The Price of Crime And People Who Fight It in Niagara County

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The creation of counties in the original 13 colonies came from a desire to keep the peace and pay taxes to England.

 

While the country has gained its independence, the business of maintaining law and order has remained the highest priority for county governments across New York state.

That’s not to say counties don’t have other responsibilities, but enforcing the law, jailing the accused and carrying out justice in the courts accounts for a tremendous amount of the county’s resources.

A review of the salaries paid by Niagara County to its employees found that $17.1 million, or 26 percent of all salaries paid, went to personnel in the Sheriff’s Department, including the county jail.

Salaries paid to all county employees who work in departments that deal with criminal matters was 33 percent of the amount of all paychecks in 2006.

But just because public safety ranks near the top of both county spending and the priorities set by County Manager Gregory Lewis, that doesn’t mean the staffing levels are where department heads or employees would like.

The county paid out the second-highest salary last year to a corrections officer who worked many hours of overtime. Robert Watson made more than all of his supervisors, including Sheriff Thomas Beilein, and was one of only two employees to gross more than $100,000.

Beilein said supervisors in the jail recognize that higher salaries among their subordinates are earned through hours and hours of overtime.

“It doesn’t come without a cost,” Beilein said.

Base salaries of corrections officers and sheriff’s deputies are largely governed by union contracts and they’re boosted by pay for briefing periods and uniform costs in addition to overtime.

Overtime at the jail wasn’t the problem it is today when the facility opened in 1997. That year, the county hired 40 corrections officers.

Over the last 10 years, the officers have earned more vacation time, leading to more holes in the schedule, which has led to mandatory overtime in some cases.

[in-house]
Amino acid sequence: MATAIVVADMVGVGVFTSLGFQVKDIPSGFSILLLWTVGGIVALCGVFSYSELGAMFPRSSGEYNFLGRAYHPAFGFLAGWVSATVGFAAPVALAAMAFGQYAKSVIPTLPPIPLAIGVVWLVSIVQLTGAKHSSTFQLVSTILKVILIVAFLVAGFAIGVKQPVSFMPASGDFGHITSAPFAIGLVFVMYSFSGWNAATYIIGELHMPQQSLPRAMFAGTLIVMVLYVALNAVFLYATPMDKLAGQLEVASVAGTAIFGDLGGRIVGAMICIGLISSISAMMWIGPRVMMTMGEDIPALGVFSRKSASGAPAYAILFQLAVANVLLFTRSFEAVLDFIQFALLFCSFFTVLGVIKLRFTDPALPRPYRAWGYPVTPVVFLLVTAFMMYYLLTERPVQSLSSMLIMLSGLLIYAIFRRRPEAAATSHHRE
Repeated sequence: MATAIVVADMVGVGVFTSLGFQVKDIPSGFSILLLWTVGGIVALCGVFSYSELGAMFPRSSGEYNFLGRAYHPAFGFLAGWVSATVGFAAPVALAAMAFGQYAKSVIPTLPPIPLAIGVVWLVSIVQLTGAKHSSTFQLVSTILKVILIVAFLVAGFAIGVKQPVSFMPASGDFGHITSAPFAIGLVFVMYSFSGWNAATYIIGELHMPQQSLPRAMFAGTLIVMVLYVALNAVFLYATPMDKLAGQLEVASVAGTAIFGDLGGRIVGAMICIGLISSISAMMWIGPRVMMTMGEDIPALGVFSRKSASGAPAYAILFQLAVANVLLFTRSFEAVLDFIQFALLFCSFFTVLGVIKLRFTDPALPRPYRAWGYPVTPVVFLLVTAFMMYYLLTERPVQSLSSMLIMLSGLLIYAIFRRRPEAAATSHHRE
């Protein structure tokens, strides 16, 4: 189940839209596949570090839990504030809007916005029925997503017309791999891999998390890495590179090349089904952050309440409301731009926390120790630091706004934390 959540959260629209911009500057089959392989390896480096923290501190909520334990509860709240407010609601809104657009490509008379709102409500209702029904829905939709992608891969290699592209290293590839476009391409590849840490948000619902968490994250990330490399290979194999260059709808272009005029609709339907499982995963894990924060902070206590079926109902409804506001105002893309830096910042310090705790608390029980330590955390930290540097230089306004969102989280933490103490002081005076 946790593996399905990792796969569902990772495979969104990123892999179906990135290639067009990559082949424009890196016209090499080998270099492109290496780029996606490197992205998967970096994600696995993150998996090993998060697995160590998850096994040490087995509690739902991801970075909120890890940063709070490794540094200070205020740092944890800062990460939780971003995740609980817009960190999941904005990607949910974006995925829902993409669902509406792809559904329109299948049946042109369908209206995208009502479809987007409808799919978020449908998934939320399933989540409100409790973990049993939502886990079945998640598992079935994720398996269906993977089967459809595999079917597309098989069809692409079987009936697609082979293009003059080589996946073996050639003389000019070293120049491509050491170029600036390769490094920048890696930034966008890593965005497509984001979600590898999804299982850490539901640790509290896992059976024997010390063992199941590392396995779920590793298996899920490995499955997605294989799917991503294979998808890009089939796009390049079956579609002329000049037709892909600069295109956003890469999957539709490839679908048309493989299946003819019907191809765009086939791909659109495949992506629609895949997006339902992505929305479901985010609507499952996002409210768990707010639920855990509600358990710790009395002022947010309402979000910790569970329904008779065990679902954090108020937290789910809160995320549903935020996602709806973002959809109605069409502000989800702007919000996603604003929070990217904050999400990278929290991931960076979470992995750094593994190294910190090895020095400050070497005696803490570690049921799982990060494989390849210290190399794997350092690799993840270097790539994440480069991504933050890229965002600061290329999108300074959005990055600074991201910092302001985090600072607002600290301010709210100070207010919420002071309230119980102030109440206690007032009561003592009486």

Overtime is also racked up by provisions in the officers’ contracts.

If an officer works on one of the 12 holidays they are afforded, they can earn double-time-and-a-half if they don’t take another day off during the week.

According to Human Resources Director Peter Lopes, overtime is a fact of life in the jail and is preferable to hiring more officers, a move that would require more health insurance premiums and pension payments, people to manage them and more administrative services.

“There are probably bigger issues to deal with than that,” he said.

As for limiting overtime in the jail, Beilein said officers are not allowed to work three eight-hour shifts in a row.

The state sends grants to Niagara County for various services it requires counties to provide, but that is not true in the jail, which is a state-mandated service but is 100 percent funded by county taxpayers.

The jail budget is supplemented with about $2.25 million per year in payments from the federal government for housing its inmates.

Road patrols, which are not mandated, are also funded by county taxpayers. Because the patrols aren’t required by the state, staffing levels are more flexible than they are in the jail, which operates on the rules the state hands down.

A newer mandate in the jail — one-on-one supervision for suicidal inmates — has added $100,000 to the overtime line, Beilein said.

Overtime in the jail is not unique to Niagara County.

“It’s a common challenge and it’s faced by every county and most cities,” said Mark Lavigne, communications director for the New York State Association of Counties.

Overtime may be a fact of life for corrections officers but it doesn’t come without its benefits.

Salaries for corrections officers and sheriff’s deputies near the top of the entire county workforce are not uncommon, according to E.J. McMahon of the conservative Empire Center for Public Policy.

High salaries are especially common among law enforcement and firefighters in the final years of their employment because higher salaries lead to higher pensions.

For example, the average pension payment for county police and fire retirees between ages 50 and 59 who had worked over 35 years was $107,176, according to a state comptroller’s audit of the fiscal year ending March 31, 2006.

That figure is weighted heavily by the large number of higher-paid employees in big counties on Long Island and in Westchester County. New York City is not included in that system.

Health care for employees and retirees are a burden of the county, while pension payments are paid for by a state fund that is boosted by payments from counties.

And those pension payments are not subject to payroll taxes. They also supplement Social Security benefits.

Are these pensions like anything offered in the private sector?

McMahon said, “No. Absolutely not.”

Contact reporter Jill Terreri at 282-2311, ext. 2250.

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